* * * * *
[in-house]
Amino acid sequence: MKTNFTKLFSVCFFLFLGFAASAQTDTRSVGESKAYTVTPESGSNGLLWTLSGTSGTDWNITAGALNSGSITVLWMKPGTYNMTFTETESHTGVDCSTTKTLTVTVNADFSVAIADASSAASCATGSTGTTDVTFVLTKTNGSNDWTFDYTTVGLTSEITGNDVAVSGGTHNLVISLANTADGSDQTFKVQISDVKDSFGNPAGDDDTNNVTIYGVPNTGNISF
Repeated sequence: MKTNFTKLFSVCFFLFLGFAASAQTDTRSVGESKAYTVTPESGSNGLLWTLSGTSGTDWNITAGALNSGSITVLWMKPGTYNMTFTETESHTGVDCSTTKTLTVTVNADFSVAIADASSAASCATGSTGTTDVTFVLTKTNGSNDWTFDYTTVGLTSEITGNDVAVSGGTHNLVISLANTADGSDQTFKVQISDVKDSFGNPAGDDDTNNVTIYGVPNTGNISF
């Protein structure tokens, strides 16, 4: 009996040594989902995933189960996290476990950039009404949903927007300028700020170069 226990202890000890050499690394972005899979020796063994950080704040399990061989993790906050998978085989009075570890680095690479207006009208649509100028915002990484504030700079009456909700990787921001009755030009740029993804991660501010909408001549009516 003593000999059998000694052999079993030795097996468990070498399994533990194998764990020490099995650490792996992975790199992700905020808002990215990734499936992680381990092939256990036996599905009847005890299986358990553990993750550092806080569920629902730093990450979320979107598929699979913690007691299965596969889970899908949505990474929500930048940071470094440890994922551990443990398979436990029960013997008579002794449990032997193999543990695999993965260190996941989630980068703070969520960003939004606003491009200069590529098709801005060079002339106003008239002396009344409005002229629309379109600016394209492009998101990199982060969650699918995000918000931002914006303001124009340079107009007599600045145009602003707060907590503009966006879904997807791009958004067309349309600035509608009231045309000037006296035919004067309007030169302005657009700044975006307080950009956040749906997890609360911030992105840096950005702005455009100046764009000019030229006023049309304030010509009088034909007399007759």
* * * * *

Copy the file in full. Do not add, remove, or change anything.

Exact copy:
[in-house]
Amino acid sequence: MKTNFTKLFSVCFFLFLGFAASAQTDTRSVGESKAYTVTPESGSNGLLWTLSGTSGTDWNITAGALNSGSITVLWMKPGTYNMTFTETESHTGVDCSTTKTLTVTVNADFSVAIADASSAASCATGSTGTTDVTFVLTKTNGSNDWTFDYTTVGLTSEITGNDVAVSGGTHNLVISLANTADGSDQTFKVQISDVKDSFGNPAGDDDTNNVTIYGVPNTGNISF
Repeated sequence: MKTNFTKLFSVCFFLFLGFAASAQTDTRSVGESKAYTVTPESGSNGLLWTLSGTSGTDWNITAGALNSGSITVLWMKPGTYNMTFTETESHTGVDCSTTKTLTVTVNADFSVAIADASSAASCATGSTGTTDVTFVLTKTNGSNDWTFDYTTVGLTSEITGNDVAVSGGTHNLVISLANTADGSDQTFKVQISDVKDSFGNPAGDDDTNNVTIYGVPNTGNISF
């Protein structure tokens, strides 16, 4: 009996040594989902995933189960996290476990950039009404949903927007300028700020170069 226990202890000890050499690394972005899979020796063994950080704040399990061989993790906050998978085989009075570890680095690479207006009208649509100028915002990484504030700079009456909700990787921001009755030009740029993804991660501010909408001549009516 003593000999059998000694052999079993030795097996468990070498399994533990194998764990020490099995650490792996992975790199992700905020808002990215990734499936992680381990092939256990036996599905009847005890299986358990553990993750550092806080569920629902730093990450979320979107598929699979913690007691299965596969889970899908949505990474929500930048940071470094440890994922551990443990398979436990029960013997008579002794449990032997193999543990695999993965260190996941989630980068703070969520960003939004606003491009200069590529098709801005060079002339106003008239002396009344409005002229629309379109600016394209492009998101990199982060969650699918995000918000931002914006303001124009340079107009007599600045145009602003707060907590503009966006879904997807791009958004067309349309600035509608009231045309000037006296035919004067309007030169302005657009700044975006307080950009956040749906997890609360911030992105840096950005702005455009100046764009000019030229006023049309304030010509009088034909007399007759």